will charge loan fees, sometimes twice in a billing period. In order to avoid the imposition of additional charges, the customer
must repay the bank the amount that it covered plus any accumulated fees.

High Cost Home Equity Loans
Home equity is the value of your home minus the money you still owe on the home. You can sometimes borrow money from a
lender by using the equity in your home as security on a loan. Home equity lending fraud occurs when someone talks a homeowner
into taking out a loan that they don’t need or that is bigger than they need, or has higher interest rates and higher fees and larger
monthly payments than they can afford. If the homeowner falls behind on payments, the lender can take the home.

To avoid Home Equity Lending Fraud
    • Don’t give out personal information or agree to a loan over the phone or via the Internet.
    •    Don’t let anyone who may be working on your home, like a contractor, steer you to a particular lender.
    •    Don’t borrow more than you can afford. Educate yourself. Know what the prevailing interest rates are. Remember that a
         low monthly payment isn't always a deal. Look at the TOTAL cost of the loan.
    •    Learn the real value of your home by getting an independent appraisal.
    •    Don't trust ads promising "No Credit? No Problem!" If it sounds too good to be true, it probably is.
    •    Get your credit report and your credit score. See if you qualify for better rates than are being offered.
    •    Never lie about your income, expenses or available cash to get a loan and avoid any broker or lender that encourages
         you to do so.
    •    Avoid early repayment penalties and fees of more than 3% of the loan amount (4% for FHA or VA loans).
    •    Be aware that credit insurance premiums (insurance that a borrower pays a lender) should never be financed into the
         loan up-front in a lump-sum payment.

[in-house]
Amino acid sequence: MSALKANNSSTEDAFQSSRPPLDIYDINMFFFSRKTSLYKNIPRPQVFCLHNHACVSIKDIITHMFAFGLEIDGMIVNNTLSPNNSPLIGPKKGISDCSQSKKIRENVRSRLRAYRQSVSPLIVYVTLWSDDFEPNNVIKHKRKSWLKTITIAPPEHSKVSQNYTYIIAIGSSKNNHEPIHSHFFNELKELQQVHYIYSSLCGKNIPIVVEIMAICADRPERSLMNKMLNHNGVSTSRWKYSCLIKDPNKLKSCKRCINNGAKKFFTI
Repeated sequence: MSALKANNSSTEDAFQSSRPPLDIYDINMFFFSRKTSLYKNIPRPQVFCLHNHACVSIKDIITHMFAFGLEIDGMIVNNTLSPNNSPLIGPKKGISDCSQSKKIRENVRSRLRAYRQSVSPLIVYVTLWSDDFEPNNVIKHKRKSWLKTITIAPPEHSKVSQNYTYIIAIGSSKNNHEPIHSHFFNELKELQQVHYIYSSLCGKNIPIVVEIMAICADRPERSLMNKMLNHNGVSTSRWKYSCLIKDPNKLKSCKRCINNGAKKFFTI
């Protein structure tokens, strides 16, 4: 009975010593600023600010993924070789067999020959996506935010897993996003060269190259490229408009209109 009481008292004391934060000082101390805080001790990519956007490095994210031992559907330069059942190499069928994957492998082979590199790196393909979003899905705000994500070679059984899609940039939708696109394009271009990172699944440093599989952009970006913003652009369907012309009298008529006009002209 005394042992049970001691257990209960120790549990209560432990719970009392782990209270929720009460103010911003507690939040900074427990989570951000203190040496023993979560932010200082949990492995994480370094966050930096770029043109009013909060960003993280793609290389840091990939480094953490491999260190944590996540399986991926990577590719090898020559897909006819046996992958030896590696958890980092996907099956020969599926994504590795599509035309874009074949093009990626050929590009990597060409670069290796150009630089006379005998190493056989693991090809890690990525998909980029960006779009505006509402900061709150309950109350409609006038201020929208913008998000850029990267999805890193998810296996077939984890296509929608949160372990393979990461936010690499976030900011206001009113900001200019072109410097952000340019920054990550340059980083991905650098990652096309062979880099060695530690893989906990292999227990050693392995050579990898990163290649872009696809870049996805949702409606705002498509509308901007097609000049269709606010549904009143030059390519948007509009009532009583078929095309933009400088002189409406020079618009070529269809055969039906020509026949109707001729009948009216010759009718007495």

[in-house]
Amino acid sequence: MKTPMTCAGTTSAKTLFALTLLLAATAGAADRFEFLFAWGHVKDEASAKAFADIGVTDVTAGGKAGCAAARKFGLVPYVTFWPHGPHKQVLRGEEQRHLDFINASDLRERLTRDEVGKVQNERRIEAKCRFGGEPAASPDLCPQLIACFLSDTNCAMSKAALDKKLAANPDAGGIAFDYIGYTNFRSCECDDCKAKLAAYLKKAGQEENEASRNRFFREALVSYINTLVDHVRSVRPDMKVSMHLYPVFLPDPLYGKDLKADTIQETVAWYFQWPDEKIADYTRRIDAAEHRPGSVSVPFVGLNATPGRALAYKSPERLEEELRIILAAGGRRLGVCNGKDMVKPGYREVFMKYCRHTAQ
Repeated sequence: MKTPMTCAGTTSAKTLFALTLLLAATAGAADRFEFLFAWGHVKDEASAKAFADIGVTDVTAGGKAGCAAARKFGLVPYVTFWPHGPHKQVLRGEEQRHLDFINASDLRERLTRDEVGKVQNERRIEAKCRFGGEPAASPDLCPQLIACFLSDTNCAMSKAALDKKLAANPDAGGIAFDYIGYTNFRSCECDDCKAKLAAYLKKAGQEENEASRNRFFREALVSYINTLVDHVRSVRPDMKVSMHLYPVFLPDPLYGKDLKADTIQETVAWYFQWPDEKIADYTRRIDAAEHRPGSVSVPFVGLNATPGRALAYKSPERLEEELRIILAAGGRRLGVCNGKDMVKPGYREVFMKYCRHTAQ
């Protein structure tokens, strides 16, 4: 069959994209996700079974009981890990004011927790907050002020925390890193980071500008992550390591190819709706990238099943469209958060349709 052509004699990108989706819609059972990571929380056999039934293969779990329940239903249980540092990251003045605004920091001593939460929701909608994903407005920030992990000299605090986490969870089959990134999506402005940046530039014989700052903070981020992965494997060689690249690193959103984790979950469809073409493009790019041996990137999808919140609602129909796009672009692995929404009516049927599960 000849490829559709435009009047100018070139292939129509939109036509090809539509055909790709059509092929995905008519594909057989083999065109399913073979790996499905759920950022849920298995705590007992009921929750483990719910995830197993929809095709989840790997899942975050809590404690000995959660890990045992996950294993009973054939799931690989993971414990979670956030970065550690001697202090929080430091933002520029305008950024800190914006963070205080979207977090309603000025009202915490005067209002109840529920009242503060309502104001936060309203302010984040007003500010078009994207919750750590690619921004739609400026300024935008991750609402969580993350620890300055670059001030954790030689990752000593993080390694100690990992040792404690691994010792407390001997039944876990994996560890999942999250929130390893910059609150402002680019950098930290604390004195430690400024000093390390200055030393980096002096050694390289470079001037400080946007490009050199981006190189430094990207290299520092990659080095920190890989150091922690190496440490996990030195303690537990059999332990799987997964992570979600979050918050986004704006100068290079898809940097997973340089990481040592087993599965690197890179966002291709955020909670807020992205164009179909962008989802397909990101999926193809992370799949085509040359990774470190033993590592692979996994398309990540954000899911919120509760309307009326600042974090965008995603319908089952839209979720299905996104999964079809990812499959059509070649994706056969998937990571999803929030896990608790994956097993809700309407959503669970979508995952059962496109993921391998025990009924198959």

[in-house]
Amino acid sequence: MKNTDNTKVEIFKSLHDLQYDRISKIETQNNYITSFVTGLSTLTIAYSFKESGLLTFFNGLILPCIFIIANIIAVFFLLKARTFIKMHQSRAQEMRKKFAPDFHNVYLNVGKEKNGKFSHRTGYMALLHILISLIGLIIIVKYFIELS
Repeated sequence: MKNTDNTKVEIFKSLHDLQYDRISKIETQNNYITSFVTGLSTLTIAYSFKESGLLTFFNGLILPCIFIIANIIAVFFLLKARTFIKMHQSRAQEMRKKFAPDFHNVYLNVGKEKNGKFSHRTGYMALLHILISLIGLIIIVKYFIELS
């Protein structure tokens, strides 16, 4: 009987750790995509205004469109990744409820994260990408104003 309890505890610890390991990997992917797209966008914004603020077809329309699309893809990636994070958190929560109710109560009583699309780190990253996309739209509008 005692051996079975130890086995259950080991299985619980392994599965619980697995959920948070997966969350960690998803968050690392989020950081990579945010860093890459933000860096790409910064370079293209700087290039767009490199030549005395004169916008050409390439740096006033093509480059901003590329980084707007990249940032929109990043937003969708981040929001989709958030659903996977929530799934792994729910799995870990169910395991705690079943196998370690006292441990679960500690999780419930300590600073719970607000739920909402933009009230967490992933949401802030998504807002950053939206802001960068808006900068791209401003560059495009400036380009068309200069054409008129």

•    Don’t ever sign a document that has blank spaces or pages in it that the lender promises to fill out later.
    •    Ignore high-pressure sales tactics. Take your time and read everything thoroughly.
    •    Be wary of a lender that promises to refinance the loan to a better rate in the future. A predatory lender will let you
         keep refinancing a bad loan and will charge fees every time.
    •    Know that even if you have already signed the agreement you have three days to cancel it.
    •    Take your documents to a housing counselor near you and have them review the documents or refer you to someone who
         will. To find a counselor near you, visit the Department of Housing & Urban Development at
         www.hud.gov/offices/hsg/sfh/hcc/hcc_home.cfm or call (800) 569-4287.

Auto Title Loans – These are small, high-interest loans given using a car as collateral. If you default on the loan, you lose your car.

Rent-to-Own – When you rent furniture or appliances you will often end up paying much more than it would have cost you to buy
that furniture all at once. If you miss a payment the company may repossess the items and you will forfeit any payments you may have
already made.

Don’t deal with unlicensed lenders. To make sure a lender is licensed by the State of New York, or to see if a lender has any
complaints filed against them, call the Banking Department at 1-877-BANK-NYS or visit www.banking.state.ny.us/silicend.htm